Warning: your journalism may contain deception, inaccuracies and a hidden agenda

Your media may not be giving you the full picture. DeeKnow/Flickr

MEDIA & DEMOCRACY – Stephan Lewandowsky and Ullrich Ecker have some tips on how avoid being fooled by the media.

Bad media can do considerable harm.

Professor Stephen Kull has been keeping track of key beliefs among the American public for many years, and his data are as stunning as they are concerning.

After the invasion of Iraq in 2003, the US began its search for the “weapons of mass destruction” (WMD) it had used to justify the invasion. The search proved futile, but large segments of the US public continued to believe in their existence. Indeed, in 2004, some 20% believed that WMD’s had been used by Iraqi troops during the conflict.

And in 2010, almost 45% of the American public erroneously believed that scientists are evenly divided on whether or not climate change is occurring.

In fact, an overwhelming majority of scientists supports the consensus view, labelled a “settled fact” by the US National Academy, that the Earth is warming due to human activities.

Are all media bad all the time?

Do these data imply that the media in general misreports important issues?


Further inspection reveals that the extent of mistaken belief varies dramatically with people’s preferred news source. Consumers of Murdoch-owned Fox News were most likely to be misinformed on a range of issues, whereas those who primarily listened to National Public Radio (roughly comparable to our ABC) were most likely to be attuned to reality.

Moreover, the extent to which Fox consumers were misinformed increased with how much they were glued to their preferred channel. Those who entered the Fox “matrix” every day were least likely to be connected to reality. Those who watched Fox “rarely” or “only once a week” escaped nearly unscathed and resembled occasional listeners of public radio.

(In contrast, increased consumption of Public Radio increased people’s understanding of reality, and daily listeners were typically the best-informed people across a number of studies spanning nearly a decade.)

Getting your head above the spin

A functioning media is a crucial element of a functioning democracy.

But those in the media who cast aside accurate reporting in favour of ideological drivel and spin are dysfunctional and must themselves be held accountable.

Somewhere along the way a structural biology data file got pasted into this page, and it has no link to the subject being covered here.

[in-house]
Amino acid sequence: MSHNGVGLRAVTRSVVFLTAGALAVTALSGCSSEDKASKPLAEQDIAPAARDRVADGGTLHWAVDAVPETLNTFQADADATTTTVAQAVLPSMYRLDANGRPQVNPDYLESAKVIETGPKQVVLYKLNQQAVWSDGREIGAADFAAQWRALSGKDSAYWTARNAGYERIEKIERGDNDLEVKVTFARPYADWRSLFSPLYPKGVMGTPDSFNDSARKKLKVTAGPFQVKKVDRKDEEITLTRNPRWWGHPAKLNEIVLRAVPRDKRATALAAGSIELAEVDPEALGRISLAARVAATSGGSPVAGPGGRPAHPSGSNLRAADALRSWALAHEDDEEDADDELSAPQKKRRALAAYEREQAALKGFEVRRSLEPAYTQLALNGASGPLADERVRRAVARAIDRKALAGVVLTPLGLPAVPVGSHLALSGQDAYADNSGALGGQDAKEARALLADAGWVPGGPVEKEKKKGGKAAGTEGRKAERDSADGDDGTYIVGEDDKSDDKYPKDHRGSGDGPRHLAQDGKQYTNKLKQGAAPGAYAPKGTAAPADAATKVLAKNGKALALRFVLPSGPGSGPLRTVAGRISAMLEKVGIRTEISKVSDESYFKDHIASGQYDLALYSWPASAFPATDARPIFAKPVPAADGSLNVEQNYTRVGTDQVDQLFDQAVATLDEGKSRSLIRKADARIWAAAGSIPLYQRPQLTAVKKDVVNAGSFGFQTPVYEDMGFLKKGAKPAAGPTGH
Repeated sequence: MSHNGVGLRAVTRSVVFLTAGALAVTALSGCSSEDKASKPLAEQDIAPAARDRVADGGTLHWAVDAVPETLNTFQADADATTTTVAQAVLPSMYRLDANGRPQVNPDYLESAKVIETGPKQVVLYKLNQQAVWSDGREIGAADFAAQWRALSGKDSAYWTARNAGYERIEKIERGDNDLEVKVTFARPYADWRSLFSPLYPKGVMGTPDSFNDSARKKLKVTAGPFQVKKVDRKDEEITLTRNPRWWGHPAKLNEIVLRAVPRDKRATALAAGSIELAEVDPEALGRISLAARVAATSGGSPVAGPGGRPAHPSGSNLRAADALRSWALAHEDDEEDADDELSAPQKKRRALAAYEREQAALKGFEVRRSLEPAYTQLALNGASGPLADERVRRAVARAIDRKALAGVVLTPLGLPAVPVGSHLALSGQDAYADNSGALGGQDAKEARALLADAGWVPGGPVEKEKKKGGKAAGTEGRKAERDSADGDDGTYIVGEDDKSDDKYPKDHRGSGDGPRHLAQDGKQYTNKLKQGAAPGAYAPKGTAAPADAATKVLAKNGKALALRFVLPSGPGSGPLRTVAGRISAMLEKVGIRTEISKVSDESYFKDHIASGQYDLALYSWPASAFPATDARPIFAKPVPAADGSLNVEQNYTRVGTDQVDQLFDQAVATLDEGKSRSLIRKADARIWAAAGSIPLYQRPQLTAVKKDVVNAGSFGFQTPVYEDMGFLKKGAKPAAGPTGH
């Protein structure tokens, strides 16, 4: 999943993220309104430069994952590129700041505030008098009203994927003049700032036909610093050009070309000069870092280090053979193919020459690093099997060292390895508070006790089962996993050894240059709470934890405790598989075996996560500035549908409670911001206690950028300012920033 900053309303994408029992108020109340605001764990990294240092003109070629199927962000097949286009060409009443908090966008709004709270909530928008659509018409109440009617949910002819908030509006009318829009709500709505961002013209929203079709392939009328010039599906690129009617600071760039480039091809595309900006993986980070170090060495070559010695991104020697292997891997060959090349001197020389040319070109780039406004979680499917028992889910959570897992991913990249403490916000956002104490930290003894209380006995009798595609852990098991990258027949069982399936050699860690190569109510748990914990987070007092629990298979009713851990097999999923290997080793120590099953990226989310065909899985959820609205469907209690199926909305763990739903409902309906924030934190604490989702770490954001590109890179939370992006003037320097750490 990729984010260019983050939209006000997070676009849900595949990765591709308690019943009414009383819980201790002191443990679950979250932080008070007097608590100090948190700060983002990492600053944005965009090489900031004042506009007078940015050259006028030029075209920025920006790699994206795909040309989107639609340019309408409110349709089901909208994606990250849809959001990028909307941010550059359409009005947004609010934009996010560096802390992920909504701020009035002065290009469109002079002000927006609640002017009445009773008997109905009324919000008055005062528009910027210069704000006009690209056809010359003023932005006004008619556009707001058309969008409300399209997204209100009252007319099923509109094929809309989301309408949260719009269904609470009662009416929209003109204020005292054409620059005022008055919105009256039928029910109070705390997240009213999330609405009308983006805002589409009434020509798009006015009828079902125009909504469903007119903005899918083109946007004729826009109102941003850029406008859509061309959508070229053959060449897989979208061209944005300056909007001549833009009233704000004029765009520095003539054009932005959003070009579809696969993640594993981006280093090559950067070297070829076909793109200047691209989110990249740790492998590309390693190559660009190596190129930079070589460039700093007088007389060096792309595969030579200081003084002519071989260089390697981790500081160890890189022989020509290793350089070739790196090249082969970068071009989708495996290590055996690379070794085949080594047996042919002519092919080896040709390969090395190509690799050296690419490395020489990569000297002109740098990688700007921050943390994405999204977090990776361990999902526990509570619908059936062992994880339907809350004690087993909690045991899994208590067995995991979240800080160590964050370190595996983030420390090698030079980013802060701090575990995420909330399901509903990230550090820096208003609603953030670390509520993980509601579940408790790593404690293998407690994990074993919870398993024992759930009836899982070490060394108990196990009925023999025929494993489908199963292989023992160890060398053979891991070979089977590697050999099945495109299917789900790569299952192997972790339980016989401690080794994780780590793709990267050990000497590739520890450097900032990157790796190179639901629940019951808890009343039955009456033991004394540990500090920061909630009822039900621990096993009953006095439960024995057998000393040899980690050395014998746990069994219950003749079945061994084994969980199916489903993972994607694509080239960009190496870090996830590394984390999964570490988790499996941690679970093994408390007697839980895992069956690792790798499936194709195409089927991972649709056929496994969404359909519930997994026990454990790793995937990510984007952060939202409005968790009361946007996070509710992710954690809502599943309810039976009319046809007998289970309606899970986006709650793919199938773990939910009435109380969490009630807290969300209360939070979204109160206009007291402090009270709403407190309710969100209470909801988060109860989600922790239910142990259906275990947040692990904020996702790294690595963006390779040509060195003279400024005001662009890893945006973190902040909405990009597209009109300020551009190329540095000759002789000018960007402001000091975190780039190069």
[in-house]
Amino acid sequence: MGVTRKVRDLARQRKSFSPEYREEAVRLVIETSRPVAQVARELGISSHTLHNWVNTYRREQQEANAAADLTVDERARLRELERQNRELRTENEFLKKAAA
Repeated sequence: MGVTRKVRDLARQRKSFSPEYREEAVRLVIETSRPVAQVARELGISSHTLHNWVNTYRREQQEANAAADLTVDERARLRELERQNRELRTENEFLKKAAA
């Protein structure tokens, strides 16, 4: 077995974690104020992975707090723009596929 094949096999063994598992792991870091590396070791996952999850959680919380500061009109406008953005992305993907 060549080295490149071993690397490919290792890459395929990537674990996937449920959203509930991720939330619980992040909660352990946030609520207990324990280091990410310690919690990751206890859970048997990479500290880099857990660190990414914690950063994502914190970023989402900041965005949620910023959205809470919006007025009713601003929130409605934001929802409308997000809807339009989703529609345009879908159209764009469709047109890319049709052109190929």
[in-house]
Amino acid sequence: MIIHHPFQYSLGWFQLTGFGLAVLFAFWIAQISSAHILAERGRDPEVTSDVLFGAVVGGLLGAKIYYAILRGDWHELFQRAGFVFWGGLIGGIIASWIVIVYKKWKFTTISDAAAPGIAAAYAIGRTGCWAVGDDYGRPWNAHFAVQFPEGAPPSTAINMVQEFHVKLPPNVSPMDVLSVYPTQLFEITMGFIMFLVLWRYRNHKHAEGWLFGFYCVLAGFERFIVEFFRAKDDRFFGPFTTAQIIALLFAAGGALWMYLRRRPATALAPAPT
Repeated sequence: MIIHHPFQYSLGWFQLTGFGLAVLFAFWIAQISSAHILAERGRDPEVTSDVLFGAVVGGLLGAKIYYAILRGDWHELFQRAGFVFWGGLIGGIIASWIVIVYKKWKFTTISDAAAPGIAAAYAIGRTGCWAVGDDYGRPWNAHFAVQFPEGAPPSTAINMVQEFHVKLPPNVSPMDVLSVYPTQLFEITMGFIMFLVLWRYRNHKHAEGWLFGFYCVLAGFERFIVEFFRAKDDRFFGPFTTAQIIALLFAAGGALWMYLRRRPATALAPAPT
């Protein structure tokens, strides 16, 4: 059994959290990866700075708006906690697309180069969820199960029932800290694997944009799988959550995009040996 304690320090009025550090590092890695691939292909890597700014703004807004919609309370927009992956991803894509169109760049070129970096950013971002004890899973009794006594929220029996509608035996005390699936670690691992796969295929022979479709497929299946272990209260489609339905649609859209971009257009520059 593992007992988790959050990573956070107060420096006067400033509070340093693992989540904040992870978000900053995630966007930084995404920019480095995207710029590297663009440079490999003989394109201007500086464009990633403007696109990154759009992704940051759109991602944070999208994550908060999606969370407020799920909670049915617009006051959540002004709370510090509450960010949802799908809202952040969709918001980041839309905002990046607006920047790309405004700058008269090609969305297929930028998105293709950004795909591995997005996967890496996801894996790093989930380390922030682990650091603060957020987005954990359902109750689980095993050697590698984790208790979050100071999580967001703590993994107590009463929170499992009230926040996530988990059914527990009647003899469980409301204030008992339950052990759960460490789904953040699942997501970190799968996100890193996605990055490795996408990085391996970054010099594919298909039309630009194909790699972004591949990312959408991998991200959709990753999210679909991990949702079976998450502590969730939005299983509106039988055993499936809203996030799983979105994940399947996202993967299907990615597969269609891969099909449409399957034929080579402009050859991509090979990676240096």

But until bad media are held accountable by shining a bright light onto their practices, what can a member of the … public do to avoid being misinformed?

As we saw at the beginning of this piece, an obvious response is to choose one’s source of news wisely.

Another response, based on research in cognitive science, is to be highly sceptical of the media and to accept that some organs may be pursuing an agenda other than to objectively inform the public.

We know that people are more likely to discount information that later turns out to be false if they are warned ahead of time of the possibility that they are being misled. In an ideal world, warning labels on mendacious media products, akin to those on tobacco products, would be a solution: “We frequently mislead — disbelief of content is advisable.”

Know whom to trust

We also know from research that raising suspicion about the source of potential misinformation helps alleviate its effects. We found that people who were suspicious about the official reasons for the 2003 Iraq invasion — namely the search for weapons of mass destruction — were better at distinguishing between truthful news reports concerning war events on the one hand, and false and later-retracted reports of events on the other.

In a nutshell, people who believed the WMD story also continued to believe in other war-related information which they knew had been retracted. People who thought Iraq was invaded for reasons other than WMDs, appropriately disbelieved information they knew to be wrong.

Hence, general suspicion surrounding an event and its architects can help us discount information that turns out to be false. Without this suspicion, that information otherwise lingers in people’s memories.

Likewise, entertaining the possibility that some media organs are pursuing a propagandistic agenda may induce healthy suspicion about what those organs are likely to print or broadcast.

[This article has been abridged somewhat to delete references that are not applicable to American media; you can read the article in its entirety here.

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